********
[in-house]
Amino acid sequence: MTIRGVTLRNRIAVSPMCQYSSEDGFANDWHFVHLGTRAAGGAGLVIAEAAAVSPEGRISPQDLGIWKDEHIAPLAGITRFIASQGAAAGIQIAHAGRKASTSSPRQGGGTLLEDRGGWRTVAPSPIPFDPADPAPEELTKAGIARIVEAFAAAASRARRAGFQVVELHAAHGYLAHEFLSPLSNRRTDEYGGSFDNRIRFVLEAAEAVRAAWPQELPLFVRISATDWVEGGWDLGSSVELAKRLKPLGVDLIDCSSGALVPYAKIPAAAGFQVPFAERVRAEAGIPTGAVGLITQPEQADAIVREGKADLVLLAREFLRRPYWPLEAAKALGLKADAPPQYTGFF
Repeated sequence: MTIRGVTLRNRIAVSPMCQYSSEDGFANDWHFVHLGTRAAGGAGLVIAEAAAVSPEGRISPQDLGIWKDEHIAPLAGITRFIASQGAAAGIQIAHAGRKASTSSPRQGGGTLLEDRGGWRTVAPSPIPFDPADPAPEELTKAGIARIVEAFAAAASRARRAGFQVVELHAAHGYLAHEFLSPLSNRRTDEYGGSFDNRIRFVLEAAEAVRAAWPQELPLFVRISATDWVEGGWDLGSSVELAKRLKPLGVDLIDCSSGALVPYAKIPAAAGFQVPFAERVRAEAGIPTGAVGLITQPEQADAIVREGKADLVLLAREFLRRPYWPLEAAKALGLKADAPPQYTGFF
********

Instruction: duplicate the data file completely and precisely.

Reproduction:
[in-house]
Amino acid sequence: MTIRGVTLRNRIAVSPMCQYSSEDGFANDWHFVHLGTRAAGGAGLVIAEAAAVSPEGRISPQDLGIWKDEHIAPLAGITRFIASQGAAAGIQIAHAGRKASTSSPRQGGGTLLEDRGGWRTVAPSPIPFDPADPAPEELTKAGIARIVEAFAAAASRARRAGFQVVELHAAHGYLAHEFLSPLSNRRTDEYGGSFDNRIRFVLEAAEAVRAAWPQELPLFVRISATDWVEGGWDLGSSVELAKRLKPLGVDLIDCSSGALVPYAKIPAAAGFQVPFAERVRAEAGIPTGAVGLITQPEQADAIVREGKADLVLLAREFLRRPYWPLEAAKALGLKADAPPQYTGFF
Repeated sequence: MTIRGVTLRNRIAVSPMCQYSSEDGFANDWHFVHLGTRAAGGAGLVIAEAAAVSPEGRISPQDLGIWKDEHIAPLAGITRFIASQGAAAGIQIAHAGRKASTSSPRQGGGTLLEDRGGWRTVAPSPIPFDPADPAPEELTKAGIARIVEAFAAAASRARRAGFQVVELHAAHGYLAHEFLSPLSNRRTDEYGGSFDNRIRFVLEAAEAVRAAWPQELPLFVRISATDWVEGGWDLGSSVELAKRLKPLGVDLIDCSSGALVPYAKIPAAAGFQVPFAERVRAEAGIPTGAVGLITQPEQADAIVREGKADLVLLAREFLRRPYWPLEAAKALGLKADAPPQYTGFF